President Xi breathes new life into Shanghai FTZ as he hopes to replicate reforms across China
- President Xi says the free-trade zone will be encouraged to take bold steps to facilitate more trade and investment
- Xi also says that the integration of the Yangtze River Delta region would be a national strategy to boost regional economic development
China’s President Xi Jinping on Monday breathed new life into Shanghai, announcing plans for an equity market for start-ups and expansion of the free-trade zone, hoping to revive the flagging fortunes of the economic testing ground seen as a rival to Hong Kong.
Xi said in a speech during the China International Import Expo that Shanghai free trade zone will be encouraged to take bold steps to further ease cross-border trade and investment after the expansion, and hoped the experiences will be replicated in other parts of the mainland.
In the same speech, Xi also unexpectedly ordered the setting up of a new equity bourse in the city to help tech companies raise capital. The move pits the yet to be formed stock market against the likes of Nasdaq and the newly reformed Hong Kong stock exchange for start-ups to raise funds.
He did not elaborate on the location or the size of the new areas that will be included in the FTZ.
But Xi’s remarks about the Shanghai FTZ show Beijing’s resolve in conducting drastic liberalisation, especially in service sectors such as finance, education and culture.
“The Shanghai FTZ will be given new tasks in the future after the expansion,” said Chen Bo, a professor at the Huazhong University of Science and Technology and an adviser to local governments including Shanghai. “China wants to use the zone to display its willingness to open the market now that the US and China are working to solve the trade issues.”
Shanghai pioneered the move among provincial-level regions to establish the FTZ in 2013 with an initial size of 28.78 sq km.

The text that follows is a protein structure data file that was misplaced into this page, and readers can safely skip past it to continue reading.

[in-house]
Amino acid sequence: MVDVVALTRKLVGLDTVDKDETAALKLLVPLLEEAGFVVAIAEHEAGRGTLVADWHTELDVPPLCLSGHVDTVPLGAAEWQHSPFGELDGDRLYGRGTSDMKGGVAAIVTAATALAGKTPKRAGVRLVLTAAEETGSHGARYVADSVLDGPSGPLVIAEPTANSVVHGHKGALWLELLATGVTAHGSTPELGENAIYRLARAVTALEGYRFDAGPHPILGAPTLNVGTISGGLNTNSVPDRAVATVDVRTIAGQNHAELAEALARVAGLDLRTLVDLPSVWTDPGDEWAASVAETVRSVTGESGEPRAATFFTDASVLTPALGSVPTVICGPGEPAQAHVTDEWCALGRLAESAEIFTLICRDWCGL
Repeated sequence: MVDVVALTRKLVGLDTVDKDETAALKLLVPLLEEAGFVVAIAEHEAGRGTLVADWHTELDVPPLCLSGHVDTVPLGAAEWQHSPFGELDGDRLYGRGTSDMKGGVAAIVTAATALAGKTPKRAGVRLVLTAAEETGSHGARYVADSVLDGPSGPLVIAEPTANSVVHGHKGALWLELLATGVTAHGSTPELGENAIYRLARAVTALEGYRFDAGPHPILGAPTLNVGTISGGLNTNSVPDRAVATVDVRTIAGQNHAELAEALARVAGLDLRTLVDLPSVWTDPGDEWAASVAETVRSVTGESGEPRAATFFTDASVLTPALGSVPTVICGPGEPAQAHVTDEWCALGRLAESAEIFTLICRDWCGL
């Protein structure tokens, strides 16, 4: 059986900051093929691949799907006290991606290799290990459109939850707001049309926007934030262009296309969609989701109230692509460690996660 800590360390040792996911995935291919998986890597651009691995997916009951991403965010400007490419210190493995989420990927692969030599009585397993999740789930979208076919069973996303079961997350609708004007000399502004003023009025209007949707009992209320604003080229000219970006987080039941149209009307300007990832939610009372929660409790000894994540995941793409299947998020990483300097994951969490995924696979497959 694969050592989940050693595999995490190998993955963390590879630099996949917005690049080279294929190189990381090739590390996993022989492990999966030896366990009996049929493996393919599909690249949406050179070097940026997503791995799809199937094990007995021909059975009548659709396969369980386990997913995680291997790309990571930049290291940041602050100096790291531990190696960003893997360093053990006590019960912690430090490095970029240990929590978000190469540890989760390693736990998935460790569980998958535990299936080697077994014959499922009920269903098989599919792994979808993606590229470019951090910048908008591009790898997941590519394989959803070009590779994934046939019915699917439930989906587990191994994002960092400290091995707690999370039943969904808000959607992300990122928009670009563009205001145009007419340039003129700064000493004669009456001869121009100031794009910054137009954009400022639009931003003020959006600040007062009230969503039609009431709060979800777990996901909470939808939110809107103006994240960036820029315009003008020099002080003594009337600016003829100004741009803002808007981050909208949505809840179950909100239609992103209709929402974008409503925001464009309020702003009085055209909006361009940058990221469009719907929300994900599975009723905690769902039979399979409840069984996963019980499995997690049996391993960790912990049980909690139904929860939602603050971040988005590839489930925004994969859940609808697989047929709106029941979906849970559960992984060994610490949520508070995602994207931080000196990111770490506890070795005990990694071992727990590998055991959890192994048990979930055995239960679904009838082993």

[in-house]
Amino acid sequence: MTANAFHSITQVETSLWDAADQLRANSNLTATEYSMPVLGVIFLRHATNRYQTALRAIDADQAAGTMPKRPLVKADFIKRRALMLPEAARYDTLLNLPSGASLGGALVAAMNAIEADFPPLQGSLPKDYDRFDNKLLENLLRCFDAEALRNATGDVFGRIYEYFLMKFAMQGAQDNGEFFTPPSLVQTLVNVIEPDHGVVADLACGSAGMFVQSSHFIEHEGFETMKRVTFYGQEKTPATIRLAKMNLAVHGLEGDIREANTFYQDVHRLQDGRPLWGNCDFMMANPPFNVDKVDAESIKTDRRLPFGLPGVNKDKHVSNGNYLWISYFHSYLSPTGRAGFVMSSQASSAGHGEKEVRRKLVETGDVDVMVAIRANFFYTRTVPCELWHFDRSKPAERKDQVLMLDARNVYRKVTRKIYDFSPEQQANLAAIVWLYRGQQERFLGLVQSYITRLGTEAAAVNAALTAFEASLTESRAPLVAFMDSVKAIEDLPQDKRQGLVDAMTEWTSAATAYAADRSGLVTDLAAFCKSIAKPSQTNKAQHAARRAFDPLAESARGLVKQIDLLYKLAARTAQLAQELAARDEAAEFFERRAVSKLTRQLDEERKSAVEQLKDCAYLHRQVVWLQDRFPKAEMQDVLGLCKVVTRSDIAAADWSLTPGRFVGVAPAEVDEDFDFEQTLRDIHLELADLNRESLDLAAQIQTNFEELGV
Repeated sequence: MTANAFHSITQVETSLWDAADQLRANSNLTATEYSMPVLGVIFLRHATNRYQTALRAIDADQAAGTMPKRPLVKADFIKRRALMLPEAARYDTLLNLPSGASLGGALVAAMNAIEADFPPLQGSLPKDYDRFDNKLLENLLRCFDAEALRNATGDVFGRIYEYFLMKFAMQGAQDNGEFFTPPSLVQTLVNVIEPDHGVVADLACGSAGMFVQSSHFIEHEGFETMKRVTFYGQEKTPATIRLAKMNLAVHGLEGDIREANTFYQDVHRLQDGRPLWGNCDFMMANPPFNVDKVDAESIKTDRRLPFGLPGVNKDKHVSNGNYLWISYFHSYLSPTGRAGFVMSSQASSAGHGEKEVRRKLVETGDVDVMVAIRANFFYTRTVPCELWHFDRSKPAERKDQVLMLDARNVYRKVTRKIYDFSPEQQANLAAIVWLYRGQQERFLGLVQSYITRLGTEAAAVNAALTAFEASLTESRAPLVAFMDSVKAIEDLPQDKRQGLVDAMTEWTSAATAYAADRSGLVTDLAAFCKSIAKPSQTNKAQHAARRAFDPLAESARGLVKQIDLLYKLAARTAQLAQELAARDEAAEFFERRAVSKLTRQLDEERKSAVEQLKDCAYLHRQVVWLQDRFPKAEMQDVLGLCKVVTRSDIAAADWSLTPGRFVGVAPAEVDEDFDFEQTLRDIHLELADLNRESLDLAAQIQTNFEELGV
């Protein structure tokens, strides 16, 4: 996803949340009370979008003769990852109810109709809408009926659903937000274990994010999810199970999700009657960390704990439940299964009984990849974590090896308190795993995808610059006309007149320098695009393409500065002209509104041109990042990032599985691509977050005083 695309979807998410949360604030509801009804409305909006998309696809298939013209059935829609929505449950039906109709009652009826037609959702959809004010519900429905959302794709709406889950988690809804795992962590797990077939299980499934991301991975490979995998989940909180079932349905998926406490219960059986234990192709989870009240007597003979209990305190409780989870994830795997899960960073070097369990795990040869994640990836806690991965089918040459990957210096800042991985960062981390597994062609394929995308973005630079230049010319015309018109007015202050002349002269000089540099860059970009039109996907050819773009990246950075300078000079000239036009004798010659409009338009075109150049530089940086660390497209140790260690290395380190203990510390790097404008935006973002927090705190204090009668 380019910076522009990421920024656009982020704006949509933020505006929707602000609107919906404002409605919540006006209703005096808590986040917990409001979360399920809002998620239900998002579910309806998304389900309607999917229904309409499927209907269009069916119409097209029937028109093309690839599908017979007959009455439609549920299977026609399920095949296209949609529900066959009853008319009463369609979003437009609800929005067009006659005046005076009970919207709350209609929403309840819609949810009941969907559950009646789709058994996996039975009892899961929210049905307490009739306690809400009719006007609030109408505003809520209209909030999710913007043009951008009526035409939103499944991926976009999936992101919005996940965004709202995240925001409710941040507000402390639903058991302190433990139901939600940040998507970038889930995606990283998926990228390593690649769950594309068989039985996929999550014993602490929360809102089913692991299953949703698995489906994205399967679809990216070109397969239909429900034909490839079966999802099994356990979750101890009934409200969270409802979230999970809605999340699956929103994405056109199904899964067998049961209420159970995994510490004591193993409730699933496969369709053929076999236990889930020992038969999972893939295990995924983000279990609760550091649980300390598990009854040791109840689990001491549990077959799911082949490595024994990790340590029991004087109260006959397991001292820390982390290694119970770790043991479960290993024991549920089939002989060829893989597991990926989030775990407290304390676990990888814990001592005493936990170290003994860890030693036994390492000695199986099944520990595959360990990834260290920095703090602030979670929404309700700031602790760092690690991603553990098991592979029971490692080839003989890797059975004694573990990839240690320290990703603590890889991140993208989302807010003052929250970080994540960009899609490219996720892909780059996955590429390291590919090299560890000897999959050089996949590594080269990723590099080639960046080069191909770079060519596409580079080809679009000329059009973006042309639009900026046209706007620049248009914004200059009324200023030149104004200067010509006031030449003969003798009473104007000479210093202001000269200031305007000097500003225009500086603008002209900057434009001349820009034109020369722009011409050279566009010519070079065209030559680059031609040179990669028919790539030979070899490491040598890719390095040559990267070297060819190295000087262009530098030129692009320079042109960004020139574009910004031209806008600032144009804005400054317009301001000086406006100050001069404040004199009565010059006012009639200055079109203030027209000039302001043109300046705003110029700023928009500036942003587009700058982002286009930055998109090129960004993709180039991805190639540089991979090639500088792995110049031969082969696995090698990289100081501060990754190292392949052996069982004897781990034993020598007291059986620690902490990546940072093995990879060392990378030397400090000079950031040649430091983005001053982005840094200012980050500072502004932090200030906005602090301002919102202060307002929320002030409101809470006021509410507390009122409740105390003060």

The zone was designed to be a free marketplace like Hong Kong, where greater cross-border commodity and fund flows were encouraged to spur business activities.
Beijing pledged to make the yuan fully convertible inside the zone to attract global investors.
The zone was expanded to 120 sq km in 2015 amid criticism about its slow liberalisation pace.
To date, the yuan has yet to become convertible under the capital account inside the zone.
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Two local government sources said the new area that might be added to the FTZ could include part of the southern Hongqiao area where the import expo, a six-day trade event aimed to show China’s economic might and the huge market potential in the world’s most populated country, is being held.
The president said in his speech that Beijing would loosen its grip on foreign investment in culture and medical industries to introduce world-class services to the market.
The Shanghai municipality plans to turn Hongqiao area into an international medical centre by drawing top hospital chains and talent from across the globe.
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Shanghai, once the mainland’s economic locomotive, has been lagging behind its provincial-level counterparts since 2008 in expanding economic output, as the metropolis shifted its focus on service sectors from manufacturing industries.
Xi also announced that the integration of the Yangtze River Delta (YRD) region would be a national strategy to boost regional economic development.
The YRD includes Shanghai and the mainland’s most affluent provinces of Zhejiang and Jiangsu.
“With Shanghai as the centre of finance, shipping and trading, Hangzhou with its advantages in digital businesses and Suzhou’s solid base in manufacturing, YRD has a promising future if there is a concerted effort to develop these different parts.”
The FTZ and YRD policies, designed to bolster Shanghai, are seen as a challenge to the Greater Bay Area that includes Guangdong-Hong Kong-Macau, as both regions will be competing against each other in drastically opening their markets to lure professionals and capital.
“The major battleground will be the services sector,” said Chen. “The opening of China’s service industries such as finance and education is no easy job because they are regarded as vital to national security.”
Analysts said that the Greater Bay Area has an advantage over YRD in attracting financial institutions and professionals given Hong Kong’s role as an established international financial hub.
“Shanghai still has to secure approval from the Beijing-based ministry-level authorities before implementing any reform measure,” said Wang Feng, chairman of financial services group Ye Lang Capital. “It is unlikely that the YRD can race ahead in terms of financial deregulation.”
Huang Zhilong, a researcher with Suning Institute of Finance, said the two regions will tap their areas of strength, but they are equally important for Beijing to sustain growth of the world’s second-largest economy.